Did the knowledge that you had no choice make it easier or harder for you to act? Can you connect this experience with other moments in the Iliad when characters act under the influence of necessity (for example, under the influence of fate)?
(Hektor:) He who among you finds by spear thrown or spear thrust his death and destiny, let him die. He has no dishonour when he dies defending his country, for then his wife shall be saved and his children afterwards, and his house and property shall not be damaged, if the Achaians must go away with their ships to the beloved land of their fathers. (15.486-488, 494-499)
In these words, Hektor reminds the Trojans of everything at stake in their battle against the Achaians. From what we know of the fall of Troy from other literary works, such as the Odyssey and the Aeneid – not to mention the predictions of Andromache, quoted at the end of this section – Hektor's fears sound more than justified.
On it he wrought in all their beauty two cities of mortal men. And there were marriages in one, and festivals. […] But around the other city were lying two forces of armed men shining in their war gear. (18.490-491, 509-510)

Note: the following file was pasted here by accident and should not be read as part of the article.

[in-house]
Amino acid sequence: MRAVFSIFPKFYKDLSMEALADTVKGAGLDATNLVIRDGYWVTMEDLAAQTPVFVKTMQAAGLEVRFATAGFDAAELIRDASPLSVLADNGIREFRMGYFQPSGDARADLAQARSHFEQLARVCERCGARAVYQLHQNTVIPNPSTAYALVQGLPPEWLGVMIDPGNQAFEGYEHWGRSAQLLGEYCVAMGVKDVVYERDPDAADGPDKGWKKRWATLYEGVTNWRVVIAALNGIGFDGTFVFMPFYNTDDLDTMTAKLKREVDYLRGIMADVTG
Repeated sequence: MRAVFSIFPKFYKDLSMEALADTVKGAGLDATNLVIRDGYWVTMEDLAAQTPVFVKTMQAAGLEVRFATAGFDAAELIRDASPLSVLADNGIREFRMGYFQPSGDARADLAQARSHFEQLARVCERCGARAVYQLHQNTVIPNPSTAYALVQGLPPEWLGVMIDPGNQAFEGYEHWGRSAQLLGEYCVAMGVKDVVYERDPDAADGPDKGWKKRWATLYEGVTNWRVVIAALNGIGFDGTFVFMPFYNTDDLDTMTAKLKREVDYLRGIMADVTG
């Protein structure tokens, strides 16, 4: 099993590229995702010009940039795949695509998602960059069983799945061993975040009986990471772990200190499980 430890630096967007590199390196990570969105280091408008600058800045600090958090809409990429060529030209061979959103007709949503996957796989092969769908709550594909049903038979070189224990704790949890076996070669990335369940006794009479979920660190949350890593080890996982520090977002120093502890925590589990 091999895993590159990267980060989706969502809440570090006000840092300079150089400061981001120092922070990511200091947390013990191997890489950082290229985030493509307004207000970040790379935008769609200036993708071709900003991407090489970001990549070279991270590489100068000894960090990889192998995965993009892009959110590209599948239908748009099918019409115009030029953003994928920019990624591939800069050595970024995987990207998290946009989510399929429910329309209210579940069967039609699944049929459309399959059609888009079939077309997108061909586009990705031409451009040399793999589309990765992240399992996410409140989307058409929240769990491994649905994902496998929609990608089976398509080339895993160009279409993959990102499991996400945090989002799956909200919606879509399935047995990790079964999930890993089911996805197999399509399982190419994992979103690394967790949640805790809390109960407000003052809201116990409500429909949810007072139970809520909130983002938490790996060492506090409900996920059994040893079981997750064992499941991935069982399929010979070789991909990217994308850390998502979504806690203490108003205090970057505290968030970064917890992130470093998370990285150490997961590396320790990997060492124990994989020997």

The designs Hephaistos puts on Achilleus's shield have been interpreted as a complete picture of the natural and human worlds as Homer's society understood them. Why do you think the god would include these two cities in that picture? Do you think the Iliad views war as an inevitable part of human life, or can it be avoided?
(Andromache:) My husband, you were lost young from life, and have left me a widow in your house, and the boy is only a baby who was born to you and me, the unhappy. I think he will never come of age, for before then head to heel this city will be sacked, for you, its defender, are gone, you who guarded the city, and the grave wives, and the innocent children, wives who before long must go away in the hollow ships, and among them I shall also go, and you, my child, follow where I go, and there do much hard work that is unworthy of you, drudgery for a hard master; or else some Achaian will take you by hand and hurl you from the tower into horrible death, in anger because Hektor once killed his brother, or his father, or his son; there were so many Achaians whose teeth bit the vast earth, beaten down by the hands of Hektor. Your father was no merciful man in the horror of battle. (24.725-739)
Andromache's words to her fallen husband, Hektor, come near the very end of the Iliad. What do you think they say about the nature of war, as portrayed in the book?